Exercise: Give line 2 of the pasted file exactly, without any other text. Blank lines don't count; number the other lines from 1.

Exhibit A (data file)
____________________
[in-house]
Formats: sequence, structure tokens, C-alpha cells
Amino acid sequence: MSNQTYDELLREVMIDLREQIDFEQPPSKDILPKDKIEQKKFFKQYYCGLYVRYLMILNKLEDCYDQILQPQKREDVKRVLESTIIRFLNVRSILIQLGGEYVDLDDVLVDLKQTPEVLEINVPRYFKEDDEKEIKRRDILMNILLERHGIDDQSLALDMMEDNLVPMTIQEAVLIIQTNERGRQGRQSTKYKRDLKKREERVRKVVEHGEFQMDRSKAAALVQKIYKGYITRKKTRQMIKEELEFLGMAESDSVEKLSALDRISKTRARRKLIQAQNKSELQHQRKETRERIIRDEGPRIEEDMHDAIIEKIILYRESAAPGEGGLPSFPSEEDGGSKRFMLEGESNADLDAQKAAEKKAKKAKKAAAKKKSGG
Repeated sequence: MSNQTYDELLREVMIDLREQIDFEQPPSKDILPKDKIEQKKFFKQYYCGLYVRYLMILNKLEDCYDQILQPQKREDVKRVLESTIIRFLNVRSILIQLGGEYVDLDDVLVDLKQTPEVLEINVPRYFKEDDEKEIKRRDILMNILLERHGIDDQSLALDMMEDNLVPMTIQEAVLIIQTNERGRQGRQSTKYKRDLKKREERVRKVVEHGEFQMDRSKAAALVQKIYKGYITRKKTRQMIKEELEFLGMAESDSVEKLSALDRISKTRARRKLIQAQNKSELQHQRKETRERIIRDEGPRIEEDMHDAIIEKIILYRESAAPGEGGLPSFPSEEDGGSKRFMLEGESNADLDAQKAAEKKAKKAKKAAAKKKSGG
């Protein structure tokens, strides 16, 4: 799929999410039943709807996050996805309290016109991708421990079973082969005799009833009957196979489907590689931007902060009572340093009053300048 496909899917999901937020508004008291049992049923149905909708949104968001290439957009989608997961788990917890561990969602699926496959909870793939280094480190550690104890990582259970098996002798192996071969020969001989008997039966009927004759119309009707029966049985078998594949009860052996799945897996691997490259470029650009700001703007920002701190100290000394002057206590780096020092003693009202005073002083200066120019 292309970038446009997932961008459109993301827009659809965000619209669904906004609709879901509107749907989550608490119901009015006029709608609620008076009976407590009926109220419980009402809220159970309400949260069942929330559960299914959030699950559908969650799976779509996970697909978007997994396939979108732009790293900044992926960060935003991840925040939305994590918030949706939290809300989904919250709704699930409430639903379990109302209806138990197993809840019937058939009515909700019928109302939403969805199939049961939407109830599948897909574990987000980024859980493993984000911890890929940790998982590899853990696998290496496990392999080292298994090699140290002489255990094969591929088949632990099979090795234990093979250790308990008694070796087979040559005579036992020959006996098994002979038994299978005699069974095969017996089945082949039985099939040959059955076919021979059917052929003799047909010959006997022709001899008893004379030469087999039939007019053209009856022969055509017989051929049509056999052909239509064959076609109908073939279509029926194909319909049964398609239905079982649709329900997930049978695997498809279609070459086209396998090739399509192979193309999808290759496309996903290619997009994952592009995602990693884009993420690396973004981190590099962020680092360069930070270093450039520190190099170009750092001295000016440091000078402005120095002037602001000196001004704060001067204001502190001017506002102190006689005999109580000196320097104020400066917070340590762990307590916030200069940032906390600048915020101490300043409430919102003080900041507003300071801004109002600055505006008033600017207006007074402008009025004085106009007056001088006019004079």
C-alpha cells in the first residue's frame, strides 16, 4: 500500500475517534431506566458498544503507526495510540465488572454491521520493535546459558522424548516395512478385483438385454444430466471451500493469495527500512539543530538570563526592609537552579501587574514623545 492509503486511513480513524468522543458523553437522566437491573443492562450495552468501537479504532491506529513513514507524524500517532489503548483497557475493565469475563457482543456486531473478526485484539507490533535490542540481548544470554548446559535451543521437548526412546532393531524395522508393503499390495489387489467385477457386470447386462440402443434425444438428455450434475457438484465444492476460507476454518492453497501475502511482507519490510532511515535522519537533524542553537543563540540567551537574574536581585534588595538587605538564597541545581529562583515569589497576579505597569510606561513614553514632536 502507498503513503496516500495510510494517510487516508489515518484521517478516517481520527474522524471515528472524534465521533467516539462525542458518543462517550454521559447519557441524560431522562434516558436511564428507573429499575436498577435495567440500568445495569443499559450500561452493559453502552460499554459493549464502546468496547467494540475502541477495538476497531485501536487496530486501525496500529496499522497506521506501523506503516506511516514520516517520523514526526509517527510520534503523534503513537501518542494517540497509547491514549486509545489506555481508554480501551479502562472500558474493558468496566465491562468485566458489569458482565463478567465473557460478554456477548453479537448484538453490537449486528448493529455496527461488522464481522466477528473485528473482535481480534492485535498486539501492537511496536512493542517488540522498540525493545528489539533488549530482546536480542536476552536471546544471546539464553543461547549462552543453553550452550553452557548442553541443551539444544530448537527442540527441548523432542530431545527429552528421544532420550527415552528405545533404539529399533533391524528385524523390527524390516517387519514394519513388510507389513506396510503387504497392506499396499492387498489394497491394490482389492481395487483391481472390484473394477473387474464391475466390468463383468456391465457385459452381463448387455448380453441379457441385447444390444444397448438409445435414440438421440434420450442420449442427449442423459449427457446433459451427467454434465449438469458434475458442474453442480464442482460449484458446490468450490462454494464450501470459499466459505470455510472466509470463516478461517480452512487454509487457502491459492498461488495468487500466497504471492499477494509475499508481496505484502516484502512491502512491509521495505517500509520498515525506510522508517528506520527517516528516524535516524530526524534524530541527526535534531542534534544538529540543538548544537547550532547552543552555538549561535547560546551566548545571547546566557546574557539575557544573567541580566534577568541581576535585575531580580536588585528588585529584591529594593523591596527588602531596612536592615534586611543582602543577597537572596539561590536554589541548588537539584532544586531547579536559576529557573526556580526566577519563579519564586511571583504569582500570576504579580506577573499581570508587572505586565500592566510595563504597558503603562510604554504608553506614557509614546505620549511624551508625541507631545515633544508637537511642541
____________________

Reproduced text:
Formats: sequence, structure tokens, C-alpha cells